Friday, August 09, 2013

Botanica, Momix, Melbourne 2013 Review


Reviewed by Lee Bemrose

If you've seen the trailers for Botanica and you've thought that it looks pretty wonderful and might be worth seeing, just go with that feeling and go see it.

The title of this hour and a half dance spectacular is a little misleading in that it's not just about dancing flowers, as I jokingly described it to friends prior to seeing it. Certainly there are allusions to the ever changing cycles of plant life and the seasons, but there is so much more to this sprawling, magical, often surprising tapestry of life. There are also, mammals, birds, insects, sea creatures, the often forgotten aquatic plant life...

And in fact this is obviously why the title is not so misleading after all; mammals eat them, insects pollinate them, birds live in them. All life is connected to botanica.

Botanica is a collection of dance vignettes drawing on a wide variety of styles from classical to modern, as well as a variety of visual and technical devices that truly dazzle. Some pieces are lengthy and sweeping, others are short comical stabs. All rely on the impressive and graceful physicality of these 10 or so wonderful performers working together as a tight-knit team, or solo. The dancers also work brilliantly with the sound and lighting team to produce a magical visual feast. Sometimes what is taking place on stage messes with your senses and your logic so that you can't believe that what you are seeing is a result of dancers and lighting.

The black light section is the perfect example of this. Parts of the dancers' bodies are covered in UV reactive material with the rest covered in black, invisible to the UV light - at least I think that's what was happening... perhaps the black-clad dancers were holding UV reactive shapes that they moved about in synchronisation, or perhaps it was a combination of both. Either way, what unfolds here is mesmerising as the floating shapes in the dark morph from what seem to be microscopic life forms to birds, human facial features and everything between. It is dizzying, dazzling and wonderful in the truest sense of the word. I suspect I was not alone in watching this entire section agog and with a half smile on my face.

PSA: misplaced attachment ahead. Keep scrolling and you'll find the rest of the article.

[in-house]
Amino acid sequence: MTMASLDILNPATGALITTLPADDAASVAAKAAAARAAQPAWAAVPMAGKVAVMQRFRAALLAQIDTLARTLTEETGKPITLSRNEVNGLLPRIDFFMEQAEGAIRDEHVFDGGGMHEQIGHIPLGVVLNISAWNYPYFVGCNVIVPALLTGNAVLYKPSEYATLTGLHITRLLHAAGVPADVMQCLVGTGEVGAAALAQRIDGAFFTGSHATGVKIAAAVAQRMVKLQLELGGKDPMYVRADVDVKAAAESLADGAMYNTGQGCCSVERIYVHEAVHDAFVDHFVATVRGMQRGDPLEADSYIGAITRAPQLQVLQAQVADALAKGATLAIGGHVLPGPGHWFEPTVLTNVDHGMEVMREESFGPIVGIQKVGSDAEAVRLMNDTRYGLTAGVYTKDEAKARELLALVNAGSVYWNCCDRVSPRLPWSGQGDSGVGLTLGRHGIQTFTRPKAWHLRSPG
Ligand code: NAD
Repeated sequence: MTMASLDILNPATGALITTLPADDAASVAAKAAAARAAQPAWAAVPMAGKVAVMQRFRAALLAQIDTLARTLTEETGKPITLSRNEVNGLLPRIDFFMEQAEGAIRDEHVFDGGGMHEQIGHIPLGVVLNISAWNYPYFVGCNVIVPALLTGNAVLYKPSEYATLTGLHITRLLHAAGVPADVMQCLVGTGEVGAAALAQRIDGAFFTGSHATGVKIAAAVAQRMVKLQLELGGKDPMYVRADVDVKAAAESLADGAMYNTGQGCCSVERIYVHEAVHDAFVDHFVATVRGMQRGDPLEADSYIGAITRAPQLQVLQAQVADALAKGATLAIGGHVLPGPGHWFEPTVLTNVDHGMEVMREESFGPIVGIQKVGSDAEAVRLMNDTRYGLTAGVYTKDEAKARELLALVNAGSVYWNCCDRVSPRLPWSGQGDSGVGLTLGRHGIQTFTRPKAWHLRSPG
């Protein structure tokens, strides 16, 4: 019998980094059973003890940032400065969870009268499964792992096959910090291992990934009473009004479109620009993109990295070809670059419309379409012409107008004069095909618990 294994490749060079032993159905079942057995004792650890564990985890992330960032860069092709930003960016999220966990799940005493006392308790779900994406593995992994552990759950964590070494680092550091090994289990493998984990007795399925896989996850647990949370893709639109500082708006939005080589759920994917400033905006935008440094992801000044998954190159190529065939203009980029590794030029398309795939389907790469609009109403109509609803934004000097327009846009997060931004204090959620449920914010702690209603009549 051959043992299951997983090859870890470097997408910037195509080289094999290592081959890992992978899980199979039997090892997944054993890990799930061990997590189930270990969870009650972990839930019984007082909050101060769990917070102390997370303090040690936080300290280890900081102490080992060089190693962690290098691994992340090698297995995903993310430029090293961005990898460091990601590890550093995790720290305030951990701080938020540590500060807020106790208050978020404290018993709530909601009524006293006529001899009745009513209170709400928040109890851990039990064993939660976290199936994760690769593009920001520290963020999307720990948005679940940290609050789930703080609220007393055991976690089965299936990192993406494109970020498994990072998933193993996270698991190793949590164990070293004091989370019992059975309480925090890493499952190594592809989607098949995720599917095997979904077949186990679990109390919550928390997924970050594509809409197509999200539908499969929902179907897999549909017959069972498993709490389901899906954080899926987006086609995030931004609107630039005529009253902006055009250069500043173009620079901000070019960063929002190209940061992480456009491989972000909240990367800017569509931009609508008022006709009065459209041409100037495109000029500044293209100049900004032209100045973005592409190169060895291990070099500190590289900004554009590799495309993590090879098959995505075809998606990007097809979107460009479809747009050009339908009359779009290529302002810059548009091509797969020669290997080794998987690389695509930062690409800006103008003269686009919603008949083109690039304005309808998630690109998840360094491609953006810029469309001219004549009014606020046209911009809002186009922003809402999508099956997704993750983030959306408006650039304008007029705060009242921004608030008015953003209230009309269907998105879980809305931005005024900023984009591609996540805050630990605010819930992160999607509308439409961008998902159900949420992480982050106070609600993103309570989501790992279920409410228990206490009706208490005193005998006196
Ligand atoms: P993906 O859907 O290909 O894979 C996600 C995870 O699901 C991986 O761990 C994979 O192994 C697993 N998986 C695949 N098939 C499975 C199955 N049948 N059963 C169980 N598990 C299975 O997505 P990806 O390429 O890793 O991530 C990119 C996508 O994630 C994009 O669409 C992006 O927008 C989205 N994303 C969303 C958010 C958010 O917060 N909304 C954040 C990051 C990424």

Which is the reaction pretty much to the entire show. Gossamer material wafts and shifts shape and becomes a screen sometimes for colour-rich projections and a human shape with large wings morphs into a giant flower... there is lots of wafting and morphing. But sometimes it's just the dancing that entrances. There is so much grace up there on stage, so much fluidity, so much strength and agility.

Highlights are hard to pick. There was the previously mentioned black light dance. The huge Triceratops skeleton puppet – designed by Cirque du Soleil's Michael Curry – was impressive and probably the closest any section came to being narrative as the lone dancer riding its back became its prey. There was the Whirling Dervish-like dancer with a headpiece of beads that almost touched the ground, and which, due to centrifugal force, became wings or petals; a striking feature of this piece was that the several minutes of spinning was done without spotting, making one wonder how the performer did not topple over with dizziness. There was the simply executed section with a near nude performer dancing horizontally atop a slanted mirror so that her jagged, angular movements resembled strange sea creatures, or moving Rorschach shapes. There was the centipede-like conga line that broke up and became preening Centaur-like creatures... and there was all that wonderful wafting and morphing.

The music was as luscious as the visuals and mostly comprised the oddly tagged genre of 'world music', contemporary beats drawing on diverse traditional ethnic sounds. Ear-candy to accompany the eye-candy.

Botanica is not narrative. There is no message. What it is is time out from a cluttered world of deadlines, meetings, the mindless drudgery of nightly TV and the problems of the world. It is beauty for beauty's sake. It is going to the circus. It is stopping to smell the flowers. It's a brief escape from our mundane modern life to appreciate the beauty and wonder of life.

 At The State Theatre, Arts Centre, Melbourne until August 11.

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